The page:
Either way, nothing justifies the suggestion by Marchant that the people of Pylos understood Minoan iconography. Davis and Stocker suggest otherwise in the academic article: they write that Minoan gold rings on the mainland “were recontextualized in graves like that of the Griffin Warrior” –new contexts, and therefore new meanings.

The Smithsonian article does introduce one new piece of evidence for its dramatic claims, but not from the tomb itself. The 2016 excavations at Pylos revealed fragments of wall paintings at mansion houses (that the palace was later built over) – these are suggested to be the oldest wall paintings found on mainland Greece. The paintings show strong Minoan influence, with nature scenes including papyrus flowers. According to Marchant: “Together, the grave goods and the wall paintings present a remarkable case that the first wave of Mycenaean elite embraced Minoan culture. . . This has led Davis and Stocker to favor the idea that the two cultures became entwined at a very early stage.”

But does the evidence, and Davis and Stocker’s conclusion, really “upend” our understanding of how Mycenaean culture developed? For most of the last two centuries, there have been perhaps two major understandings of this emergence:

1.    Mycenaean culture is simply Minoan culture spread to mainland Greece; it was brought Cretan colonists. This was the view of Arthur Evans, and was dominant in the first half of the twentieth century.
2.    The Minoan-related wealth of early Mycenaean culture is elite emulation: mainland Greek elites adopting the trappings of the then-dominant culture, Minoan Crete. This view became more popular in the second half of the twentieth century, after the decipherment of Linear B (the writing of the mainland Greek palaces) showed it to be used to write Greek (as opposed to Linear A, the earlier writing of the Cretan palaces).

How does the new evidence – Minoan-style wealth in the Griffin Warrior grave and Minoan-style wall paintings on the early houses of Pylos – not fit into either of these two reconstructions?

The reality is that the new idea that Davis and Stocker favor is not all that new. As Marchant describes it, it is a form of what is called “entanglement.” Entanglement is the idea that the interaction of two cultures leads to a blending of those cultures, not the imposition or adoption of one over the other (especially in the case of colonialism). This idea has been increasingly influential in the archaeology of the Aegean Bronze Age over the last several years. Marchant even hints at this: immediately after presenting it as a new idea, she writes that it “fits recent suggestions” about the end of the Minoan palaces on Crete.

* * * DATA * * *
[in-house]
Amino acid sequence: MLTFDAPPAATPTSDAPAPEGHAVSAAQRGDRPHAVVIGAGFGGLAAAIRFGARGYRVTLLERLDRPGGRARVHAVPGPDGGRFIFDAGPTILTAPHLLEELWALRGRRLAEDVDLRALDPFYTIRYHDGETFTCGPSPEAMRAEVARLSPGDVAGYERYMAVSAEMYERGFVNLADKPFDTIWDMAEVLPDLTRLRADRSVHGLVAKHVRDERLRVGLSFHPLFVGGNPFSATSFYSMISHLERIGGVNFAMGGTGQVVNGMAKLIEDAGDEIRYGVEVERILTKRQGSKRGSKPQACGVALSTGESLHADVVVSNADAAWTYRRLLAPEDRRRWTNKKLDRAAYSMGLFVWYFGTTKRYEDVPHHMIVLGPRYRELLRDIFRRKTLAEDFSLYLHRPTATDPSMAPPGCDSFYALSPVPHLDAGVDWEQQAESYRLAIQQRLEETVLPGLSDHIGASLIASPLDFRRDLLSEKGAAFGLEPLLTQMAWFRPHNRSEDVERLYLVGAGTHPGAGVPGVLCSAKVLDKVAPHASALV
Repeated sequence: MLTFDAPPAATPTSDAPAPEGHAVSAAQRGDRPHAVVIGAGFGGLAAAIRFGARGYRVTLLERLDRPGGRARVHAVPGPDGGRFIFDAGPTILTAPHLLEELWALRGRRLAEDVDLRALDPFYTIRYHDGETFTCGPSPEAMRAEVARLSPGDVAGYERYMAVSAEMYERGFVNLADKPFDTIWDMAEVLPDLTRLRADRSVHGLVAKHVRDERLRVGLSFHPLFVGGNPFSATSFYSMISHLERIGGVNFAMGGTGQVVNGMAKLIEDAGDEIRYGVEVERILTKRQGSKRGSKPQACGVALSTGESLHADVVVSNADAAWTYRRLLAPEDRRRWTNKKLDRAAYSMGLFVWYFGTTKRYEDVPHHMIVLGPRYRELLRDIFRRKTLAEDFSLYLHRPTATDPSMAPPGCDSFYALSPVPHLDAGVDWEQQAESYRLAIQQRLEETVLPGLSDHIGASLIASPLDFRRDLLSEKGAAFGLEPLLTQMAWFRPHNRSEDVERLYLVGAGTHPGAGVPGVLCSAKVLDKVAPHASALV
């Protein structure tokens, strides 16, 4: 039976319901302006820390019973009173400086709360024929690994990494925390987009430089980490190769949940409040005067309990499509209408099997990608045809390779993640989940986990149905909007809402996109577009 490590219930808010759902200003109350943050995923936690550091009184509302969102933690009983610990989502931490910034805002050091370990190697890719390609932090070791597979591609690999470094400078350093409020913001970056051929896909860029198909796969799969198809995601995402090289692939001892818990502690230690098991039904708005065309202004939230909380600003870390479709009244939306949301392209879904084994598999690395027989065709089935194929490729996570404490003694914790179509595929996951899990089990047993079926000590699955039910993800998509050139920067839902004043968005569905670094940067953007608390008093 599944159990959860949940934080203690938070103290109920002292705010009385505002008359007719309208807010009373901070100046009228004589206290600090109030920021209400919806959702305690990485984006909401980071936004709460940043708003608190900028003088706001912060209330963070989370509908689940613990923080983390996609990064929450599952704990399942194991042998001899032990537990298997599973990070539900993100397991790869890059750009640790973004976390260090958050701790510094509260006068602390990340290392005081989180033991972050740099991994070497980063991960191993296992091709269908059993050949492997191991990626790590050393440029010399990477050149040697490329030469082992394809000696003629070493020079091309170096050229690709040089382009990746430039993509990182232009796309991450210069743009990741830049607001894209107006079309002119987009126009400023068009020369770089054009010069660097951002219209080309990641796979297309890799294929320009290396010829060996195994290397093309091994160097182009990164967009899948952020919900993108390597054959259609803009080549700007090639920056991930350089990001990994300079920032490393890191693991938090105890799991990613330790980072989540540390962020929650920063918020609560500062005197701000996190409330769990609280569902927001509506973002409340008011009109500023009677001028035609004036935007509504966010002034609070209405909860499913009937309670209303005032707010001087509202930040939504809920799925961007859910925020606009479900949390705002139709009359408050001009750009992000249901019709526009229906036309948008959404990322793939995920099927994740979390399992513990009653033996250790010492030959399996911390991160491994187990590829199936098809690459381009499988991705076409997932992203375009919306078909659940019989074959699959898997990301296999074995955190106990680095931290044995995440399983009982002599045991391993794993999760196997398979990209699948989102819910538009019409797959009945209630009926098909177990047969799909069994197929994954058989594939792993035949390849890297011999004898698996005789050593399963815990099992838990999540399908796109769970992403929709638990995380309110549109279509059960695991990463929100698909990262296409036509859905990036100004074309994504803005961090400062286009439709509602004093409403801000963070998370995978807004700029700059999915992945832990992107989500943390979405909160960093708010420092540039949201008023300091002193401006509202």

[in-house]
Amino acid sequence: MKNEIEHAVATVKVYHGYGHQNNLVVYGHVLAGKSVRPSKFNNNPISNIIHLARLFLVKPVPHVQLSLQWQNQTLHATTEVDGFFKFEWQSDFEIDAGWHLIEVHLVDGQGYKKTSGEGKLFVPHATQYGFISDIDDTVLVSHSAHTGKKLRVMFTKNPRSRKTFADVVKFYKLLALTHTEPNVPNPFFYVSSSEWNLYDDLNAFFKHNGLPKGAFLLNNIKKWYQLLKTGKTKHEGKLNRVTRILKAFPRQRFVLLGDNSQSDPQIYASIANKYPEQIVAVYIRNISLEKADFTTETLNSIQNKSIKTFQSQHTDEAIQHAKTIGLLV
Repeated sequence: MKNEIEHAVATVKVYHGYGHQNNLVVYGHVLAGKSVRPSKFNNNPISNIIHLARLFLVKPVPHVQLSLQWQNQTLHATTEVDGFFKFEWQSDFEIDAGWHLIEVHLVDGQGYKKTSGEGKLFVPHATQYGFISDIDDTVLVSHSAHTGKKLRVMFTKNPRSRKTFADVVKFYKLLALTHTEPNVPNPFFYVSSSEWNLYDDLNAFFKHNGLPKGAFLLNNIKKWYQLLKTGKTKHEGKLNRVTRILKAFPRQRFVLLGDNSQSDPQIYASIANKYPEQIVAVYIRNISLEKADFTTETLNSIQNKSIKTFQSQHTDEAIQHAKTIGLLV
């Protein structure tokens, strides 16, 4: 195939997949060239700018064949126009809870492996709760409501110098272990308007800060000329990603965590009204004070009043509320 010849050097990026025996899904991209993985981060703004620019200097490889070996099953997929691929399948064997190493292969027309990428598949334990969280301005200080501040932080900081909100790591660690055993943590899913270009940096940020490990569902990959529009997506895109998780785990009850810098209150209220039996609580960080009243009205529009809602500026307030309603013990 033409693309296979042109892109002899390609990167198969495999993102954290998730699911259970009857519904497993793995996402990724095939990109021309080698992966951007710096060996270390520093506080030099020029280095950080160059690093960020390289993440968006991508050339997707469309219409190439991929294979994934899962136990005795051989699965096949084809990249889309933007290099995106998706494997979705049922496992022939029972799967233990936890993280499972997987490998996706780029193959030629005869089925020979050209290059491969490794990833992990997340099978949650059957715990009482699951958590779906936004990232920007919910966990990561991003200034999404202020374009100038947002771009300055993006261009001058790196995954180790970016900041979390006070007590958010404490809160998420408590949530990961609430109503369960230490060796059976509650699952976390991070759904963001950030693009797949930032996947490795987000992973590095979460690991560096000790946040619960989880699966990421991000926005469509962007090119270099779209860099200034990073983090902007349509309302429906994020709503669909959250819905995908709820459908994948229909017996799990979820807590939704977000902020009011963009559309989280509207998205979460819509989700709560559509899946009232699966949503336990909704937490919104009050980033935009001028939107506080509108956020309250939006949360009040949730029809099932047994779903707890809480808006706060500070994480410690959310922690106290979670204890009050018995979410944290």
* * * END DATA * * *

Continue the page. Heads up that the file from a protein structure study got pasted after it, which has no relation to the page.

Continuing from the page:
Reading between the lines, we see that the new evidence plays little role in the adoption of the theory of entanglement here. (This is even more evident when we remember that the Griffin Warrior tomb does present “the Mycenaean belief system at the moment of its creation,” as Davis and Stocker write in Hesperia, but comes roughly a century after the start of the Shaft Grave phenomenon.)

Entanglement, like colonization and emulation, is a model. The goal of scholarship is generally not to determine what actually happened in the past (which is often impossible), but to improve our understanding of the past – to come up with the best models possible.
As we see in this case, models are often driven not so much by new evidence as by new scholarly developments, the emergence of new theories. New evidence may be the immediate catalyst, but the process of change is much deeper.

Entanglement, at least in many cases, is probably a better model than what came before: it is a more sophisticated approach to understanding how cultures interact than simply asserting the dominance of one culture over another. But it is still a model, an imperfect explanation. Thirty or forty years from now, few scholars will be talking about entanglement; we will have new models, presumably better models, or we may even be asking different questions entirely.

All of this means that the interpretations we make are driven as much by our own beliefs as by the evidence of the past – as much by the present as by the past. Far from timeless, our models are very much of our time.

For evidence of this, we need to look only at the end of Marchant’s Smithsonian article. There we see Davis and Stocker tying their discovery to the emergence of democracies –that is, to us. We see the journalist tying entanglement in with rise of nationalism and xenophobia today. And we find a British archaeologist (John Bennet) looking at the interaction of Mycenaeans and Minoans and seeing the European Union. All of this reflects much of the current response of liberalism to Brexit, anti-immigration policies, and the election of Trump, projected into the past. The specific models and analogies used here seem forced and stretched.

Of course, it is good that scholars try to relate the past to the present. This is essential work, and an essential reason why scholarly work is relevant. But – and this is a huge caveat – we should be suspicious when we look into the past and see a reflection of ourselves, as if in a mirror.

Thursday, November 17, 2016

Outside the Bubble


 Sebring, Ohio: North 15th Street (August 2014)

There has been an interest since the election in geographic and sociocultural bubbles. In particular, there has been an interest in the bubble that urban liberals live in, divorced from groups such as the rural (white) working class. For a long time I was a part of this bubble. For the first three decades of my life, other than occasional travel, I lived in eastern Massachusetts. I grew up on the edge of the western suburbs of Boston, and went to college and grad school closer to the city. Then in 2007 I moved to Israel for three years. As fate would I have it, I moved not to Jerusalem or Tel Aviv or their suburbs in the center of the country, but to the city of Ashkelon.